Union State Bank President Christie Obenauer, right, visits the Hazen child care center that her bank and the Bank of North Dakota invested in. Photo by Justine Wiedrich courtesy Yes! Magazine.
Those new to the idea of public banking often ask how a public bank could benefit their own lives. In the Spring 2020 special print edition of Yes! Magazine, journalist Oscar Perry Abello interviews community bankers and entrepreneurs in North Dakota on how the state-owned Bank of North Dakota (BND) affects everyday life for people in that state.
As one example, Abello talks with Fowzia Adde, an entrepreneur from Somalia who co-founded the Immigrant Development Center she now runs as Executive Director. Adde’s Center helps recent arrivals develop business plans and apply for loans. BND then partners with local lenders to make loans to these budding businesses. Adde explains how BND’s involvement helped two young grocers from Iraq and Jordan:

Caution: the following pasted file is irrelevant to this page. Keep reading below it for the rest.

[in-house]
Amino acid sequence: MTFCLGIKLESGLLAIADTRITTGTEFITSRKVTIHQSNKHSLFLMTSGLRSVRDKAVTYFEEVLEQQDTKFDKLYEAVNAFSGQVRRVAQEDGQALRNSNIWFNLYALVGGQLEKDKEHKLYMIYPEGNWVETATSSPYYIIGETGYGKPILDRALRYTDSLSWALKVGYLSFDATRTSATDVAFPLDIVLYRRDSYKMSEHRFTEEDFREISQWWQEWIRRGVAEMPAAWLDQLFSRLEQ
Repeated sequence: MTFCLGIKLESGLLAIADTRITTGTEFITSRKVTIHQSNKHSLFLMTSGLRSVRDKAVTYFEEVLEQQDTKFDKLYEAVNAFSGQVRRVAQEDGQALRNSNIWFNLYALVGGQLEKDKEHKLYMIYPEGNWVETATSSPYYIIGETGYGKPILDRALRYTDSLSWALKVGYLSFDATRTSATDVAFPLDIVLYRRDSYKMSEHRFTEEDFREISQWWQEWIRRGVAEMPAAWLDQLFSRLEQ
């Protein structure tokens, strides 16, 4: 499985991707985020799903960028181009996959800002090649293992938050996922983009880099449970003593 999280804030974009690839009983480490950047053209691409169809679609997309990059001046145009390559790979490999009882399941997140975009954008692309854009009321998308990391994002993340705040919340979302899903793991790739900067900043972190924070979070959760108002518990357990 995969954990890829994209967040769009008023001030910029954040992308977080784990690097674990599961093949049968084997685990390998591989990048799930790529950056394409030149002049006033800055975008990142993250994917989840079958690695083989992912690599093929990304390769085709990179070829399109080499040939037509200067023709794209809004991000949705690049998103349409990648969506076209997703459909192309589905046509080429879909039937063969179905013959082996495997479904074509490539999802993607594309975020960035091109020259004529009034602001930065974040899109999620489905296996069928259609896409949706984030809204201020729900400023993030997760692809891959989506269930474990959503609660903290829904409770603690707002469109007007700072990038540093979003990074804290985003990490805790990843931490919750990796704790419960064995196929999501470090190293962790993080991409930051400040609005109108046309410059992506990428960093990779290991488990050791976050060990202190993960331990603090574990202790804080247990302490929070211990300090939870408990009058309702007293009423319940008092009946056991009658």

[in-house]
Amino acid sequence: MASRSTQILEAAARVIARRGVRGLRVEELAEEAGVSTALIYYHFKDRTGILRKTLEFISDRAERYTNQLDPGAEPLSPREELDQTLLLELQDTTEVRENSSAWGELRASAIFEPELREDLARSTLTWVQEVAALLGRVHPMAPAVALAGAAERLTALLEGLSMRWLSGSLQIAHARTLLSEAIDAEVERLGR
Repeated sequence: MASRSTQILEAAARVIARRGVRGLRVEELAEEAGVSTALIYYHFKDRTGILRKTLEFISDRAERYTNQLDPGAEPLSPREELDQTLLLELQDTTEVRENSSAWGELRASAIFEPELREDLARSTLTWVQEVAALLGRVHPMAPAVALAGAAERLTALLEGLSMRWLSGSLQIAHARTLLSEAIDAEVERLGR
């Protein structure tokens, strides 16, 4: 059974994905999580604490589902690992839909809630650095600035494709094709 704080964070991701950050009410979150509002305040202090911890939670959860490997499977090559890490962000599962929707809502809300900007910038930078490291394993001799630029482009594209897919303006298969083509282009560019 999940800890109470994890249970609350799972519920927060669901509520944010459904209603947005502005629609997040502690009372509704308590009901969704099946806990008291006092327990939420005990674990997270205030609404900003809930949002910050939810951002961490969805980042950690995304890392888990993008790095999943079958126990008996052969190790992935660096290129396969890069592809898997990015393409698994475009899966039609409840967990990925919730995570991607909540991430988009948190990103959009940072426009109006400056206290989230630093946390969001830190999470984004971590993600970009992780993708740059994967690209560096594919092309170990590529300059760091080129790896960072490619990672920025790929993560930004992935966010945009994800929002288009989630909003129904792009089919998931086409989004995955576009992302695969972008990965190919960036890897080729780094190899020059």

“They bought the building, bought the equipment, and they pay less now than what they were paying before [for rent].”
As a second example, Abello explains how BND partnered with a local community bank to convert a church into a worker co-op child care center that now cares for 88 children.
Abello profiles Christie Obenauer, CEO of Union State Bank, who explains BND enables her small town bank to do many things normally beyond its reach.
“I’m only a $150 million bank with just three locations in a rural space. The Bank of North Dakota allows us to be bigger than we are. … We can utilize some of their programs that we wouldn’t be in a position to offer on our own. They just allow us to do big things, even if we’re small.”